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Using patented tracking algorithms based on information theory, Snap Network Intelligence engine automatically finds the relationships between cameras’ fields of view, without requiring time consuming and often unreliable manual configuration.

Operating continuously at the sub-camera level, Snap finds which parts of those fields of view relate to every other camera. In practice this means two vital types of relationships are continually discovered:

  1. Pairs of regions within cameras that have a high probability of overlapping; and
  2. Pairs of regions within cameras that have a high probability of NOT overlapping.

This powerful analysis operates at large scale. For example, with a network of 1,000 cameras, each divided into 100 regions, there are 10 billion possible relationships; Snap finds the “relationship” needles in the haystack.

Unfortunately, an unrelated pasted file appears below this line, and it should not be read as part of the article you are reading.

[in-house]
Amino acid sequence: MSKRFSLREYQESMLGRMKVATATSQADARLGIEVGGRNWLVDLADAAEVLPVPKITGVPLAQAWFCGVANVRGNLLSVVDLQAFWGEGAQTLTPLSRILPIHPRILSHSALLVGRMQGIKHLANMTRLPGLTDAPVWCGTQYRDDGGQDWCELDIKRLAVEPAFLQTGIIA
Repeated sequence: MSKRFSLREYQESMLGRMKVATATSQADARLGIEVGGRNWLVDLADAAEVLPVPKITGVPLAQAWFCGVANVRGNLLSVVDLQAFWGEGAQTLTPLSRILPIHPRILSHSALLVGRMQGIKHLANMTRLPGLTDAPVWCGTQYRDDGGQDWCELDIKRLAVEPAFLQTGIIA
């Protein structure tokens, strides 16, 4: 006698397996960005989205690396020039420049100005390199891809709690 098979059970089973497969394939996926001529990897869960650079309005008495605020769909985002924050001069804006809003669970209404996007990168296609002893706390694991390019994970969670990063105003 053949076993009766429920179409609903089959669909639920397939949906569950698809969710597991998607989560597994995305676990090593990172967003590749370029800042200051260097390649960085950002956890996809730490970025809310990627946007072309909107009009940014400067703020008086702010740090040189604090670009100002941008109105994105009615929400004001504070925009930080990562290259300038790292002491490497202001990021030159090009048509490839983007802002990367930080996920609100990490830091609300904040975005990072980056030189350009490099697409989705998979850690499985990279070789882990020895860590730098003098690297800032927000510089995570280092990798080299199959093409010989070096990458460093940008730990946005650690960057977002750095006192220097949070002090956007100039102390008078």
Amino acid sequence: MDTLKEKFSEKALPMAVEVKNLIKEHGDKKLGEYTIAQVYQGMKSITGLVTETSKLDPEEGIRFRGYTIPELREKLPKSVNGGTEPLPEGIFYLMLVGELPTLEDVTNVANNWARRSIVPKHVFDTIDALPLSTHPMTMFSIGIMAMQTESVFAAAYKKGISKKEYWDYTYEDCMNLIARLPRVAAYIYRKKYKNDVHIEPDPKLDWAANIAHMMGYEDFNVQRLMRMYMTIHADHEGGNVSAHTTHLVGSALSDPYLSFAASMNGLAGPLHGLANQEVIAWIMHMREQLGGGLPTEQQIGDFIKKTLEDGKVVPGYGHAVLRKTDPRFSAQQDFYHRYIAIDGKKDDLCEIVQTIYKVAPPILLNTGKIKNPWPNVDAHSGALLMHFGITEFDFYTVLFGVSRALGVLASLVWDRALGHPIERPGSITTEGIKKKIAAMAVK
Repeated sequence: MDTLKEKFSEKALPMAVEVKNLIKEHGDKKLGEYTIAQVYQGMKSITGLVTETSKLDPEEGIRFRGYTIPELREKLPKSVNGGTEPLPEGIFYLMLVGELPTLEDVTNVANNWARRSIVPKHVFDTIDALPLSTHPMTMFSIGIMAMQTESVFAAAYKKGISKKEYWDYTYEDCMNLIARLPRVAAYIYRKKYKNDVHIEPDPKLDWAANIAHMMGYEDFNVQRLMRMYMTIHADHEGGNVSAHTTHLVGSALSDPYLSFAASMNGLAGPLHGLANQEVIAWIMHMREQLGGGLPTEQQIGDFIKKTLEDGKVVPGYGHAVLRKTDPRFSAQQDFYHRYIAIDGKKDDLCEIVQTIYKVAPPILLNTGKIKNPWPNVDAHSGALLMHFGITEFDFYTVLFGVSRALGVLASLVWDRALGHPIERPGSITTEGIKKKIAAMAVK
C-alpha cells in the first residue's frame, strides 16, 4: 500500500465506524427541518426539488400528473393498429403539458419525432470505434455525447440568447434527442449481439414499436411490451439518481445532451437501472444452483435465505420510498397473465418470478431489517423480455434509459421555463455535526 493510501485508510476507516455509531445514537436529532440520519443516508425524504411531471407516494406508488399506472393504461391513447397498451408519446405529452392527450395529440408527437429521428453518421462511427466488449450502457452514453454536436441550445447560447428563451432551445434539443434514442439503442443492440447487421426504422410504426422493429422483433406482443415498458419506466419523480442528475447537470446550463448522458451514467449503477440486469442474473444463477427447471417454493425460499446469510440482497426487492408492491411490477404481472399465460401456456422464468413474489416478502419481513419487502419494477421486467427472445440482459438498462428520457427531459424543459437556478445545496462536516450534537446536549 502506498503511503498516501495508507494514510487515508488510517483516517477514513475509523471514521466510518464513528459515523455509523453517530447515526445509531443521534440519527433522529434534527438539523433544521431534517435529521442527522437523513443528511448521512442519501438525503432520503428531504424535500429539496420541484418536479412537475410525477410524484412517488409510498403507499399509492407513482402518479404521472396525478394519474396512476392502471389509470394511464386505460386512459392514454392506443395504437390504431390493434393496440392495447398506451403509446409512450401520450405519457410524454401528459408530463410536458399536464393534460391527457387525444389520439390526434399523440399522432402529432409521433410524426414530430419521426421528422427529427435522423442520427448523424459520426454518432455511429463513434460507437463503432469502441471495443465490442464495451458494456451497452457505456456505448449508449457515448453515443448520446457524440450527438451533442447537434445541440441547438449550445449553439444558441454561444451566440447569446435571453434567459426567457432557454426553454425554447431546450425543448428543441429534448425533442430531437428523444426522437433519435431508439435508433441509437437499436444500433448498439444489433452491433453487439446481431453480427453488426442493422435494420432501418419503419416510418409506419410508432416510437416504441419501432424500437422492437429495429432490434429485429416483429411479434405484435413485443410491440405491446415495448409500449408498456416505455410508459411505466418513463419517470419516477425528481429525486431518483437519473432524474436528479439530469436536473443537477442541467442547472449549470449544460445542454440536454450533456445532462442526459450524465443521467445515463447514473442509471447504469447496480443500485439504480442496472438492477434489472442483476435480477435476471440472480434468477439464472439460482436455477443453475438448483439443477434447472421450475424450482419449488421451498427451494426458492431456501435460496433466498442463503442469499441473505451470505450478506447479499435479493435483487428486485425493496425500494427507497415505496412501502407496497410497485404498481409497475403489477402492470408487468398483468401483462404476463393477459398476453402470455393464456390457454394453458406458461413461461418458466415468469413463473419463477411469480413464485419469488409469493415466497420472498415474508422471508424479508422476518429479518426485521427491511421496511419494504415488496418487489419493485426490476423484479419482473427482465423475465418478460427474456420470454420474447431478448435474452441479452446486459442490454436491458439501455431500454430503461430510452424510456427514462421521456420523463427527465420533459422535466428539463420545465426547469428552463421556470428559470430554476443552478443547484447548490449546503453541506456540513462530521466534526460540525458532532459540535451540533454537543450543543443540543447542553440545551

Armed with the information it has learned about the camera relationships, Snap is able to support key applications delivering real customer value, such as the ability for operators to track activity as it moves from camera to camera across the network, using Snap’s video pursuit feature.


With Snap’s user interface, the operator is able to focus completely on tracking a target, without needing to scan across multiple monitors or rely on detailed local knowledge of camera names, groups and locations.

Snap Force Multiplier operator screen

Centre of screen is the current camera view with person of interest. The highlighted pink box shows the relationship with another camera. A view of that camera appears on the left hand side. You can also see a green box, and that relates to the green camera view on the top left. As the target moves, the operator is prompted via this system of colour boxes to know what camera view is best to look at next while tracking a target.